As the session neared its conclusion, we were invited to consider a question: “What is the faith community’s responsibility with regard to family violence?” What is our responsibility as parish nurses, clergy, and congregations when women, children, or men are suffering violence at the hands of their own loved ones?

I immediately thought of the responsibility to report suspected abuse. There is both a moral and a legal imperative to speak up when we think that a vulnerable person like a child, youth, or elder is being abused. But then others in the class pointed out that our … Read more »

February 23, 2014

Leviticus 19:1-2, 9-18
Matthew 5:38-48

“We Will Be Holy”

God says “You shall be holy, for I the Lord your God am holy.” Jesus says, “Be perfect, therefore, as your heavenly Father is perfect.” And as I read, and re-read, and reflected on these words this week, I became very aware of how unholy and imperfect I am.

I was having one of those days… the kind of day when nothing seems to be going well, when work is a struggle, and everyone is getting on my nerves. My biggest problem, I was sure, was not my problem. It was everyone else around me who was at fault… from the bad drivers on the road in the morning, to the Olympic commentators with their poor grammar in the evening. And during the daytime, none of the people with whom I had to meet and interact were living up to my expectations at all, and I was frustrated beyond belief.

Some of the worst religious people, I think, are the ones who live a certain way because of their faith… maybe they don’t drink, or they don’t swear, or they don’t live together before they’re married, or maybe they don’t drive … Read more »

February 9, 2014

Matthew 5:13-20
Isaiah 58:1-12

“Living in the World as Salt and Light”

Over the last few days I have been pondering what Jesus might have meant when he told his disciples and others who came to hear his teaching, “You are the salt of the earth,” and “You are the light of the world.” I’ve been thinking about the metaphors themselves, and how God’s people might be like salt or like light for the world.

As light, perhaps our role is to bring new wisdom or understanding, to assist others to see what is real and true, or to expose problems or injustices that need to be corrected. As salt, maybe our job is to make things better, like salt enhances the flavour of food without drawing attention to itself. Salt may also be used to cleanse, or to preserve, or even to kill. What insights might these functions give for what it means for us to be salt, as Jesus tells us we are?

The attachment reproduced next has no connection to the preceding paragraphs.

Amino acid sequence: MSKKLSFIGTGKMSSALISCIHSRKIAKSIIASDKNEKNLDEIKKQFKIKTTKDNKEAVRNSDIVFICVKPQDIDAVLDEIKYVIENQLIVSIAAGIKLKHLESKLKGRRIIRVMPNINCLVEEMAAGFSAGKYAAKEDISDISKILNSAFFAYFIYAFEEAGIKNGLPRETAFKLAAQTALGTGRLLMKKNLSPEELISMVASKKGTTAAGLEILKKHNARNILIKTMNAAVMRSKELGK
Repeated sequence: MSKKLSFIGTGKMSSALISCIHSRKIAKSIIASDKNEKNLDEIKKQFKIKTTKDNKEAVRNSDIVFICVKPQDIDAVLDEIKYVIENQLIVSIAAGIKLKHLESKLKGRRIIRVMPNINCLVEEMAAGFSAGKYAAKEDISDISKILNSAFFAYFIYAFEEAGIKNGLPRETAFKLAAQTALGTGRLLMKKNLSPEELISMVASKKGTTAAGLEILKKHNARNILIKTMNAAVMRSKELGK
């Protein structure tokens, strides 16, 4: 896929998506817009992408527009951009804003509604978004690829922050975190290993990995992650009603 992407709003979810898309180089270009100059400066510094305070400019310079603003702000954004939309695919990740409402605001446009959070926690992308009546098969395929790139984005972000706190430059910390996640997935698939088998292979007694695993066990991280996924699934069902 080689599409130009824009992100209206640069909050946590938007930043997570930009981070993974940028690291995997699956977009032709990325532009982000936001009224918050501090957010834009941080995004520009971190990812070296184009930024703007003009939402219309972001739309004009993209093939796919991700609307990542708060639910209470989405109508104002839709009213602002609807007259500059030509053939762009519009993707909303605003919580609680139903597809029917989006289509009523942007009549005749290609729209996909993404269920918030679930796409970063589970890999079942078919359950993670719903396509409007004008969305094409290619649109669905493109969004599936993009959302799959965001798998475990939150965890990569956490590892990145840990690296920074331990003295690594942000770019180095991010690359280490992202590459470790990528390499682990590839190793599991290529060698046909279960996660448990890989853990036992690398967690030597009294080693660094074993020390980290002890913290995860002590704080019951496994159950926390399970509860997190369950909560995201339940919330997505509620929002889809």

But rather than get stuck naming all the possible meanings and trying to figure out what Jesus might have meant, Edwin Van Driel, in a reflection on this Gospel text, invites us to begin by considering what … Read more »

February 2, 2014

Matthew 5:1-12

“Receive God’s Blessing”

When someone says that you’re getting “preachy” they usually don’t mean it as a compliment. They probably mean that you’re telling them what to do or what to think. They might mean that you’re moralizing or laying on a guilt trip to get them to do what you believe is right. Preaching is not generally thought of as particularly positive, and sermons are assumed to be long and boring at best, and guilt-inducing lists of things you should be doing at worst.

But out of habit, or determination, or perhaps an alternate vision of what preaching can be, here you are again this Sunday morning to listen to yet another sermon. And today you don’t just get a sermon from me, but you get at least a portion of a sermon from Jesus himself. Traditionally known as the Sermon on the Mount, today’s Gospel passage from Matthew is the first twelve verses of something Jesus preached to a crowd of followers in the early part of his ministry.

Now, there’s an interesting thing that happens in the Gospel of Matthew, a version of the story of Jesus that was written primarily for … Read more »

February 13, 2011

Deuteronomy 30:15-20
Matthew 5:21-37

Can you think of a sermon that changed your life? Can you remember a speech that transformed the way you think or feel about life, about faith, about God? Maybe you can think of a sermon preached from this very pulpit by one of our previous ministers. Maybe you are remembering a speech by a political figure, by a leader in human rights and justice, or by a major religious leader.

I remember a lecture given by one of my favourite preachers, Barbara Brown Taylor. I don’t remember exactly what she said. But I remember the way I felt as I listened to her. I remember the way her words made sense to me, and how I suddenly understood my own calling to be a preacher in a new and deeper way.

When rightly used and directed, a skilfully prepared and delivered speech can take on a life-transforming importance. And even if we can’t recall the exact words that affected us so deeply, few people can claim that they have never been so deeply moved by a powerful speech or sermon that they have changed the direction of their lives.

Although it is encouraging and inspiring to think that my own … Read more »

February 6, 2011

Isaiah 58:1-12
Matthew 5:13-10

Last May our church had the opportunity to send a team of four people to a conference in Niagara Falls called “Stewards by Design.” Patti Polowick, Blair Lukan, Dorothy de Bruijn, and I took part in this three day conference, organized by the Presbyterian Church in Canada, to assist congregations in growing their ministries as good stewards of the many gifts that God has blessed us with.

The keynote speaker for “Stewards by Design” was Kennon Callahan – a minister, author, and conference leader for many years. We learned about Callahan’s concept of the “Twelve Keys to an Effective Church,” and we began to work together to analyze St. Andrew’s ministry – thinking about our strengths, our resources, and our limitations as a congregation of Christ’s Church in Saskatoon.

The core idea of Callahan’s books and conferences is that healthy and effective congregations develop strengths in at least 8 or 9 of the twelve key areas. And we do it by first identifying our current strengths and working to strengthen those areas even more. The four of us who attended the conference could probably tell you what WE think are St. Andrew’s greatest strengths… But the process of congregational development … Read more »